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Wednesday, March 10, 2010

Bubbling over in China?

by Calculated Risk on 3/10/2010 07:15:00 PM

From CR: There are so many reports of a housing bubble in China, I asked a friend living in China for his thoughts ... this is his view:

From Michael Kleist in Shanghai:

News of soaring housing prices in China, which are now hovering around late 2007 peaks, naturally invites talk of bubbles and excessive speculation. More so, since the 2007 highs led to a humbling drop in prices for homeowners and investors in 2008. Are things heading that way again in 2010?

Not necessarily.

Let’s start with the news in the papers. See the WSJ today: China Property Prices Surge

It’s clear the housing market in China has been hot, topped by February’s 10.7% YoY increase in prices. In fact, housing prices have been rising for 9 straight months YoY in China, which coincides to some degree with the government’s massive stimulus package that took effect first quarter 2009.

Certainly there is some speculation inside these numbers, as there would be in any hot property market. The government has shown enough concern on this point, and overheating in general, to tell banks last month to curtail lending and increase reserve rations.

But the bigger reason for rising home prices in China may simply be due to an imbalance in supply and demand.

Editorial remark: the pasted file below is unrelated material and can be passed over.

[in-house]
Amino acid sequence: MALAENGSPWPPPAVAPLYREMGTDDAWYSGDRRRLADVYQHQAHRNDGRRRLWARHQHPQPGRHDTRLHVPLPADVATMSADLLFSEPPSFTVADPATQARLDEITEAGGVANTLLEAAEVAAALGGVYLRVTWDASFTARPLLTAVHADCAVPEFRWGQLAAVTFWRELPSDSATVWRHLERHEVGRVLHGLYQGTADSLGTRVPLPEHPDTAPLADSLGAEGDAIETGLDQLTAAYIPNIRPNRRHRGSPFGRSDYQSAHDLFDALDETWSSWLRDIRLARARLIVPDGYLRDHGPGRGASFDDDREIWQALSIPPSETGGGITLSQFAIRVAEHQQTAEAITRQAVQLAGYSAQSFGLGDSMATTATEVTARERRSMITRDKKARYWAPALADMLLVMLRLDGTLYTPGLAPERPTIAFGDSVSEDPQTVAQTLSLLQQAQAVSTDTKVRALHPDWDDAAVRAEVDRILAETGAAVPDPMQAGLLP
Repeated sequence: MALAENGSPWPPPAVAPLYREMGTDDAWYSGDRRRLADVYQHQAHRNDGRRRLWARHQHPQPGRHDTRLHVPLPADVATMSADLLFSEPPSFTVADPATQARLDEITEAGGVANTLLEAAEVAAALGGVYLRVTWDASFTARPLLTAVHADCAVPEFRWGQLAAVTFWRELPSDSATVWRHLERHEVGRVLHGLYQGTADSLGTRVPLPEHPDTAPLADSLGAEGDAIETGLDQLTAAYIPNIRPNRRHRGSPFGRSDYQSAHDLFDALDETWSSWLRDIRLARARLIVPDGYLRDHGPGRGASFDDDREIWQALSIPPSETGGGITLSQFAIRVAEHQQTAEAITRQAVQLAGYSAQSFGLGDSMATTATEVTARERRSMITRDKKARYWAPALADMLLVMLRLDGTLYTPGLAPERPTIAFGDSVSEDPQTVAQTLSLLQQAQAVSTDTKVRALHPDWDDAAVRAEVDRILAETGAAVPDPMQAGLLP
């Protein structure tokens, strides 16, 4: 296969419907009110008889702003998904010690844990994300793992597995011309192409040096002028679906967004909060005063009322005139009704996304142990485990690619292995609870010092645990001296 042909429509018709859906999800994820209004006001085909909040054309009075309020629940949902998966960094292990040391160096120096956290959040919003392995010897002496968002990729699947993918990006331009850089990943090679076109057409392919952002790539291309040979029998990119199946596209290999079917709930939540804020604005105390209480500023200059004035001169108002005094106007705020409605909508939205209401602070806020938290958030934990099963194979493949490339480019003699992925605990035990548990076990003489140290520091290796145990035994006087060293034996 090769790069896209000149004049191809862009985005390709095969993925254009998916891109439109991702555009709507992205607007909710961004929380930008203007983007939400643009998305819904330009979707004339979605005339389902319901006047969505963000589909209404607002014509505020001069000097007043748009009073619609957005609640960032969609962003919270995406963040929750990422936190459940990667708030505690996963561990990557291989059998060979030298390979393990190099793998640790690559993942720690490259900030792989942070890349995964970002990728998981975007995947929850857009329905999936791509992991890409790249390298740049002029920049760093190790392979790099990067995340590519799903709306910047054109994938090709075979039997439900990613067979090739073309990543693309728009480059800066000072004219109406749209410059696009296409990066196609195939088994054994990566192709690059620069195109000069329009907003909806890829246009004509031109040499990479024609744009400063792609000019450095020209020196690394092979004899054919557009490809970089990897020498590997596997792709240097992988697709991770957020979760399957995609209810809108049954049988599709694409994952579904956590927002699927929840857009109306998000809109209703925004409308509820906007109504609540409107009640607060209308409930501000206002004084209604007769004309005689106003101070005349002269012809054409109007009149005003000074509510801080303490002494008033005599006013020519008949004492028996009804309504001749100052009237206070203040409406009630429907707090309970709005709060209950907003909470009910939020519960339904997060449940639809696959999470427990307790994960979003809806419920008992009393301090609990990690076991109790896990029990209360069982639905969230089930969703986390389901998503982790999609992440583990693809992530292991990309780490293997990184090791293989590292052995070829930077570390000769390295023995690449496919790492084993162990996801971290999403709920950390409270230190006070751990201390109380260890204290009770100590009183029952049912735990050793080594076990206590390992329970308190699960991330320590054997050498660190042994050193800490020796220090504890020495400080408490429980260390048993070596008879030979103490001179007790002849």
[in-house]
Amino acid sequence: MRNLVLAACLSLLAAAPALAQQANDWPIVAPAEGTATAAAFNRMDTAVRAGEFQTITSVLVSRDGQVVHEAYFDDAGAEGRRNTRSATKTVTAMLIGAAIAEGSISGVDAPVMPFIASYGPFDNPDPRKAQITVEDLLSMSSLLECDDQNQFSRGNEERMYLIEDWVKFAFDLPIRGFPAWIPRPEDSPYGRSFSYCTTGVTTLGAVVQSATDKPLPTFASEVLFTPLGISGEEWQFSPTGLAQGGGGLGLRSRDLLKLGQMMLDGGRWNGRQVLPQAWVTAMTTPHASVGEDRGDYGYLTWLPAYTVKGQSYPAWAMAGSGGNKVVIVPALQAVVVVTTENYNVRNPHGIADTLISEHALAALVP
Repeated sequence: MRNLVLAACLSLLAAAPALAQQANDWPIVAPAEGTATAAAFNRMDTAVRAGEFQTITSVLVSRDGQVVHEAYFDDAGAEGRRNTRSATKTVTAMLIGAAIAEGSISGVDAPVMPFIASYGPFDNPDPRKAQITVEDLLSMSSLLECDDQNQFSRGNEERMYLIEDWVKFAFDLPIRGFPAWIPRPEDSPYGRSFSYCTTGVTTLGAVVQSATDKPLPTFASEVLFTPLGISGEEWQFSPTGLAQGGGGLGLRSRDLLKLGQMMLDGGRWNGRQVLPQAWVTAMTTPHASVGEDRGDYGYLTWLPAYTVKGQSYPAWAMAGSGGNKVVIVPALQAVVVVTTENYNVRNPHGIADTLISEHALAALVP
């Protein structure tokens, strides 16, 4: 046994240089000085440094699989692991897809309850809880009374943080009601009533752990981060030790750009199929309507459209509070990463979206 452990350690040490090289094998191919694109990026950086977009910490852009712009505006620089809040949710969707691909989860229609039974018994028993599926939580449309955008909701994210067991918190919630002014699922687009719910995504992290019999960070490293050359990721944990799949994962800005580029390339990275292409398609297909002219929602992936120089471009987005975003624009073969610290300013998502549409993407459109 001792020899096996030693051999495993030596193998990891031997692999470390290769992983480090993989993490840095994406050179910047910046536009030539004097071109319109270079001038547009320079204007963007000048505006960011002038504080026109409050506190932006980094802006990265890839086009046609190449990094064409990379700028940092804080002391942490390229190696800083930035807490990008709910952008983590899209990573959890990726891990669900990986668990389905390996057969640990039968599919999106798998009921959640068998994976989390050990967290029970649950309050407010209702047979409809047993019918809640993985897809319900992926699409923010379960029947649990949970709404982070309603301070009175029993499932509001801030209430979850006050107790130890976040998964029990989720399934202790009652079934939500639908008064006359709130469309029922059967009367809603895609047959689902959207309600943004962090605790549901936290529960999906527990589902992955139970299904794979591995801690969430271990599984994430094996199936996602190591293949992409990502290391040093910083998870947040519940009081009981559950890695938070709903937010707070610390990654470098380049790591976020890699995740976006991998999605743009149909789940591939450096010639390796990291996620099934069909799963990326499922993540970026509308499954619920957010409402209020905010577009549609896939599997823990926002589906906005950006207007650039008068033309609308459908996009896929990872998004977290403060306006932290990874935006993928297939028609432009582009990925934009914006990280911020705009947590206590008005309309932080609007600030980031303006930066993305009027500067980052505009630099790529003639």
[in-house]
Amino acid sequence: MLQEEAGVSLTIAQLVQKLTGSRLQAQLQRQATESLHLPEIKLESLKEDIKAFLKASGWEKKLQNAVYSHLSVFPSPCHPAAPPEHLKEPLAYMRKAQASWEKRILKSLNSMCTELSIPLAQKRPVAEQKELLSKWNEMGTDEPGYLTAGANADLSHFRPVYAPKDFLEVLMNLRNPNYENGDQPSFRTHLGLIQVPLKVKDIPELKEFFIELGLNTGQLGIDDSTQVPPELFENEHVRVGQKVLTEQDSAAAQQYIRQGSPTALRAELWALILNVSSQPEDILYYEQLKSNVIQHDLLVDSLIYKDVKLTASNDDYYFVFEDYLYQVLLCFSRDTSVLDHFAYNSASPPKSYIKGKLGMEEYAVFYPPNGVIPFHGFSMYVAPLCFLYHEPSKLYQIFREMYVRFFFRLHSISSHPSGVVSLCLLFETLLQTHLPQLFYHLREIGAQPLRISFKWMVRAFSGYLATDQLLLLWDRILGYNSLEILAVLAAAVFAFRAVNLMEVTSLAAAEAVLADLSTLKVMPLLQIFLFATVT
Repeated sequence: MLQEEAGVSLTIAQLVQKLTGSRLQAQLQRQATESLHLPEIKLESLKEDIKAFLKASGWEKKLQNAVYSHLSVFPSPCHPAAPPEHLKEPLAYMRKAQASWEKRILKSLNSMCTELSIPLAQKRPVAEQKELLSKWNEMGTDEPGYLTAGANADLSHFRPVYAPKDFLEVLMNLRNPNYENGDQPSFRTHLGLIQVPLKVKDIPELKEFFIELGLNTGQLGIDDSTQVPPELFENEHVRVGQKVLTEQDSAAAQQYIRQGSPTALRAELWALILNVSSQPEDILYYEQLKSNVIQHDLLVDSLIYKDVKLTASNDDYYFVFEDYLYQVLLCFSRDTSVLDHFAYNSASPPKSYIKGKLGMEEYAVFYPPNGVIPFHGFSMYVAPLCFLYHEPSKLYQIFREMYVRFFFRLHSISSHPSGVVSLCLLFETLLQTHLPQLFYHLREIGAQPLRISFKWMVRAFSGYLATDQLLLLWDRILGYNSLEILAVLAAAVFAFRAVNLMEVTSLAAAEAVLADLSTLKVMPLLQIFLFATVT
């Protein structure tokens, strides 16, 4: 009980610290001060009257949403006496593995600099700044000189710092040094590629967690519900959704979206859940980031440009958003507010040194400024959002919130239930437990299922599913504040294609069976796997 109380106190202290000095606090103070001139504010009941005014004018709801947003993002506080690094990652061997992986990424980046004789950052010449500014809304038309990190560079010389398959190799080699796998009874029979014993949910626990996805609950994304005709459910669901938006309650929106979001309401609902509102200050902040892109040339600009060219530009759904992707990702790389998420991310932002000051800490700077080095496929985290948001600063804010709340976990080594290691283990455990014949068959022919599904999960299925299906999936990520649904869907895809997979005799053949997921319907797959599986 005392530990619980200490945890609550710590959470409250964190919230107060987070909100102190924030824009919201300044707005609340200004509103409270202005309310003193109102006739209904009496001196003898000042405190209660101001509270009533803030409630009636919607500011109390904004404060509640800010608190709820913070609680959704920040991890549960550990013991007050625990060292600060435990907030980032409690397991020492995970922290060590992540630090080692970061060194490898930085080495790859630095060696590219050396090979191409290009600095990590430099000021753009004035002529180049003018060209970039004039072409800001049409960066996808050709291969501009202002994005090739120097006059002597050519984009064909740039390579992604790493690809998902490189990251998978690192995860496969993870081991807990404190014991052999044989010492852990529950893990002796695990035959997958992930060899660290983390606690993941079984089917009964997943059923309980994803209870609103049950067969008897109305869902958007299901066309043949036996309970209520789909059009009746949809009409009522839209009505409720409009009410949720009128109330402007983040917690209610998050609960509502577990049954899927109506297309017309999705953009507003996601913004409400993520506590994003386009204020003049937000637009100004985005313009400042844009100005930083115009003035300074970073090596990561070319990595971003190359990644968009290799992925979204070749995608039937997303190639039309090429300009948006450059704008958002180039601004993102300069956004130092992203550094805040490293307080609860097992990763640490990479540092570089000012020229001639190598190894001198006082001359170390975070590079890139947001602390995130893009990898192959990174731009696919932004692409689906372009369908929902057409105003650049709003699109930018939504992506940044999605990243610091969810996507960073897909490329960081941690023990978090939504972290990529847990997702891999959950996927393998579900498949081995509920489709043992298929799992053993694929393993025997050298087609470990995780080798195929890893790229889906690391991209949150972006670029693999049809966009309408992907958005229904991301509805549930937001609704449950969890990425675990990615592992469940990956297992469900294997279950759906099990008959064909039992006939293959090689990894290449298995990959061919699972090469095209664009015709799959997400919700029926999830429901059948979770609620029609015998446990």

In 2008 the housing market tanked, in large part, because the China government, which was worried about overheating in the property sector, slammed on the brakes in 2007. The government added a hefty tax on homes sold within 5 years of purchase, increased fees, told banks to raise interest rates on home loans and increase minimum down payments, and essentially forced banks to stop lending to developers.

The result was a dried up market, a drastic drop in prices, and an almost complete halt in new home starts.

When in early 2009, in response to the economic crisis, the China government launched its stimulus package it also stoked the property market by once again loosening lending regulations and lowering taxes and fees for both developers and home buyers. Builders began building and people began buying homes again. As a result, prices naturally began to go up.

What we are seeing today is that with fewer homes on the market after a nearly 2 year lull in building, the prices have continued to climb.

This imbalance will likely even out as the homes started in 2009 become available for sale. Most likely, this will result in a stabilization of prices but not a bursting bubble because it’s not even clear there is a housing bubble in China.

Certainly there isn’t a mortgage credit-related bubble. The majority of homes in China are purchased with down payments between 30-40%, which is required by the banks, and nearly 25% of homes are purchased with all cash. Only those qualifying for low-cost housing can purchase a home with a minimum down payment as low as 20%. For this reason foreclosures in China are practically nonexistent.

In addition, the majority of home buyers in China are still either first-time buyers or upgrading their home. Only an estimated around 20% of home buyers in China are pure investors. As with any statistics coming out of China, this figure can be questioned, but regardless, if investors are speculating, they are doing it with large cash down payments.